I hesitate to weigh in on this. But I must say all this talk about Paul Krugman's alleged conflict of interest over Enron seems ... well, a touch over-wrought?
Is this really a problem? As nearly as I can tell, Krugman got paid $50,000 for serving on some advisory panel for Enron in 1999. For $50,000 he hung out for a couple days at some conference and talked economics. He was supposed to do it twice, but the other conference fell through, or some such thing. (By the way, Krugman has posted his own defense here.)
A few points. One, conflicts of interest usually get attention when it's dog bites man. That is to say, if Krugman were making excuses for Enron. Since he's not, what exactly is the problem?
Second, Andrew Sullivan seems to think that the mania for efficiencies which Krugman displayed in this Enron article in Fortune was somehow wildly out of character. The idea being that Krugman is a taxing-loving lefty economist and that this particular, more Smithian article shows he was on the take, etc.
Sullivan just must not follow centrist or liberal economics that closely. Perhaps a wise bit of inattention, but telling nonetheless.
When I worked at the American Prospect, certain economic journalists at the magazine were endlessly griping about Krugman as some sort of right-leaning or establishment economist. Actually, more than one, come to think of it. There was a even an issue cover I think, or at least some page art we had commissioned, showing Krugman as a crude pitchman or something. I always thought this sort of talk was a bit whacked. But well ... we don't have to get into my history there.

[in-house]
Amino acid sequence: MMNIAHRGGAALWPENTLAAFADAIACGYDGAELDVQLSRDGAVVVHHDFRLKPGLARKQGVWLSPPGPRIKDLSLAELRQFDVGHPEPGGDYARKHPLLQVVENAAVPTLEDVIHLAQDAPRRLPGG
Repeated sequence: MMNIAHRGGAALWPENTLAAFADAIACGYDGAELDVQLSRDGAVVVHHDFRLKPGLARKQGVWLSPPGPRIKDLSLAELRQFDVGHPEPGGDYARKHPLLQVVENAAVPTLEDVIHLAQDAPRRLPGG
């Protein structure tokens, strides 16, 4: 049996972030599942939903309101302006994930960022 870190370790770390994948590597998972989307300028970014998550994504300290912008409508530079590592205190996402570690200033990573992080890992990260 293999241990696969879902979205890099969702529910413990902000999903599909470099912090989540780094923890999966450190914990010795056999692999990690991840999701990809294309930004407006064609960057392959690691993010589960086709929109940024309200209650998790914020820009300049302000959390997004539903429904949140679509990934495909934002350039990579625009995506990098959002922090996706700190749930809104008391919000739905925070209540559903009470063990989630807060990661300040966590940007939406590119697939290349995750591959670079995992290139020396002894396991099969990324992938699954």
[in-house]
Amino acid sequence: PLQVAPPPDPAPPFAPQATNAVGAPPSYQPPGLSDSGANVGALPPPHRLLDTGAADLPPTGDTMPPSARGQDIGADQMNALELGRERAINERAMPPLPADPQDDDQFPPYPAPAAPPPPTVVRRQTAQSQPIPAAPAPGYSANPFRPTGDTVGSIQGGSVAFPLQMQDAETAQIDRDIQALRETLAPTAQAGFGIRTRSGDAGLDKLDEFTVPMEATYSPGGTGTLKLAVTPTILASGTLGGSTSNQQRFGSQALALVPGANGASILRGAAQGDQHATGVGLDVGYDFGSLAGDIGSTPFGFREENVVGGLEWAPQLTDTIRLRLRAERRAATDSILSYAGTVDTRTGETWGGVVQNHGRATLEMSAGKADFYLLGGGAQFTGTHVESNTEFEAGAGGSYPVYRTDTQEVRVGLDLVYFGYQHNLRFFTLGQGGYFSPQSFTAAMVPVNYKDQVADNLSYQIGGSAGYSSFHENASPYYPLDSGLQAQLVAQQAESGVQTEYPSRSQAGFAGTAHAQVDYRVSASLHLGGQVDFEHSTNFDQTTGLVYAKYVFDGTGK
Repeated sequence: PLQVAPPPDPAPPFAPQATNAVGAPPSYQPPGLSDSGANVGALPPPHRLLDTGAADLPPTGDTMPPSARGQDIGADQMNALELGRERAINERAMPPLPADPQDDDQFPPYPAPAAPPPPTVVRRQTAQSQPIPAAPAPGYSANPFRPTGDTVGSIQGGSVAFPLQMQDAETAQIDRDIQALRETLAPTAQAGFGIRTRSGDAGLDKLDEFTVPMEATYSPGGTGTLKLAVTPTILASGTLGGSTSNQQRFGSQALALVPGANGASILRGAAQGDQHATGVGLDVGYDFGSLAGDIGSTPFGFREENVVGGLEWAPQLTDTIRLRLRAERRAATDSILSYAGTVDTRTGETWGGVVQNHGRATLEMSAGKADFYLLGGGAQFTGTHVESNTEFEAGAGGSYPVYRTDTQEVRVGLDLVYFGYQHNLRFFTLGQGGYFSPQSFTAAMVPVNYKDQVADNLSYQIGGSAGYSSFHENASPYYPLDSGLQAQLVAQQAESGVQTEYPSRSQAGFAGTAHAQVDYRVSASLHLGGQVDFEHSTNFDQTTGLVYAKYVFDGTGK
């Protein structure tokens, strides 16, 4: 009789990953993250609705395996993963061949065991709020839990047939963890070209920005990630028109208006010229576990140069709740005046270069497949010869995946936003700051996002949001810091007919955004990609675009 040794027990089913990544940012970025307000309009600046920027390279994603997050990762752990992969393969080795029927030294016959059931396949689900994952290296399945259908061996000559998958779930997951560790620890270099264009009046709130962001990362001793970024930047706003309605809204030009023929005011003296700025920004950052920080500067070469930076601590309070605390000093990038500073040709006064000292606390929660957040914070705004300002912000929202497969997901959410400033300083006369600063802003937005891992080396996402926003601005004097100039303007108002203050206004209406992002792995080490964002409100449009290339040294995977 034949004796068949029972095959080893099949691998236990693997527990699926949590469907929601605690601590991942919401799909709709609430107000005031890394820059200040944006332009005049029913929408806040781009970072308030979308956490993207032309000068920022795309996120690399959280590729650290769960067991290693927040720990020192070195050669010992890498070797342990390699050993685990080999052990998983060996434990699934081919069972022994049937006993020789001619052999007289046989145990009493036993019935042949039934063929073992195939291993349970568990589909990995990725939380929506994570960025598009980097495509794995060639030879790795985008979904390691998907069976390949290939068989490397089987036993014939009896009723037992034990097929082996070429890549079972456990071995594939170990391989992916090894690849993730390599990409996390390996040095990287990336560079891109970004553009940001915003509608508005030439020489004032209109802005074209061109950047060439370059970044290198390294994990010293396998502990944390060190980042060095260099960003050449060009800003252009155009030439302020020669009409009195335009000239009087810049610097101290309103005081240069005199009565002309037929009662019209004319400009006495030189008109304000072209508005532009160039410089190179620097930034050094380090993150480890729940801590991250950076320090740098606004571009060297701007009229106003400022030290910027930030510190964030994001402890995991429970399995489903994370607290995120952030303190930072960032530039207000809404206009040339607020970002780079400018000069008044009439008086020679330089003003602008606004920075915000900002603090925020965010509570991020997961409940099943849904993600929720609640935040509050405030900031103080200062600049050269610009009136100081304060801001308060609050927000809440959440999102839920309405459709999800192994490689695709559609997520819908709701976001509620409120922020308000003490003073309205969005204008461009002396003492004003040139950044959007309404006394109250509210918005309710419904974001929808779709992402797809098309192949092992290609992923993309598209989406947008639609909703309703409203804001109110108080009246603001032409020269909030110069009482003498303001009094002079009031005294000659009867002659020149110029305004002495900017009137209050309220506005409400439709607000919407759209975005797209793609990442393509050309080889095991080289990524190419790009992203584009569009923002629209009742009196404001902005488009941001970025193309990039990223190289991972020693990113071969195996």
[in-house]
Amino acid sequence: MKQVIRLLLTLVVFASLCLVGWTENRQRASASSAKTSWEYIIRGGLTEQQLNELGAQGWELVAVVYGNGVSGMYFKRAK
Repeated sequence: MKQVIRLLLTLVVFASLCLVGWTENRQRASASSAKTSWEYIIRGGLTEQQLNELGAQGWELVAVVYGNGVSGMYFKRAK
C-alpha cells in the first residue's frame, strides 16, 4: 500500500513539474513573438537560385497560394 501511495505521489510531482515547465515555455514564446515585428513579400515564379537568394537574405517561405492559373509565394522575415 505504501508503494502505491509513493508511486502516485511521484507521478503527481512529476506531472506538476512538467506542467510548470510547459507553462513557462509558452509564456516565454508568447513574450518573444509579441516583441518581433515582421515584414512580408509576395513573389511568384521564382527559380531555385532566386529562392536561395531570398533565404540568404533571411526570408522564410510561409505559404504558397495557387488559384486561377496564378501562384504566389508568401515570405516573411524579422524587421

In any case, the relevant point is that the seeming oddity or strikingness of Krugman's views in that article only seems so if you haven't followed the field. And I think the common assumption would be that Krugman -- at least regarding popular economic questions -- has shifted a bit left on a broad front in the last couple years, though I'd probably chalk that up to the terrain shifting as much as anything.
If there's an embarrassment here, it's that Krugman participated in the common business of taking a pretty large sum of money from corporate bigwigs for a pretty small level of exertion. (Note to corporate bigwigs: this is a common business in which TPM is eager to become involved -- though he'll keep criticizing until the offers start coming in.) But I don't see the conflict, since he seemed pretty straightforward about disclosing it.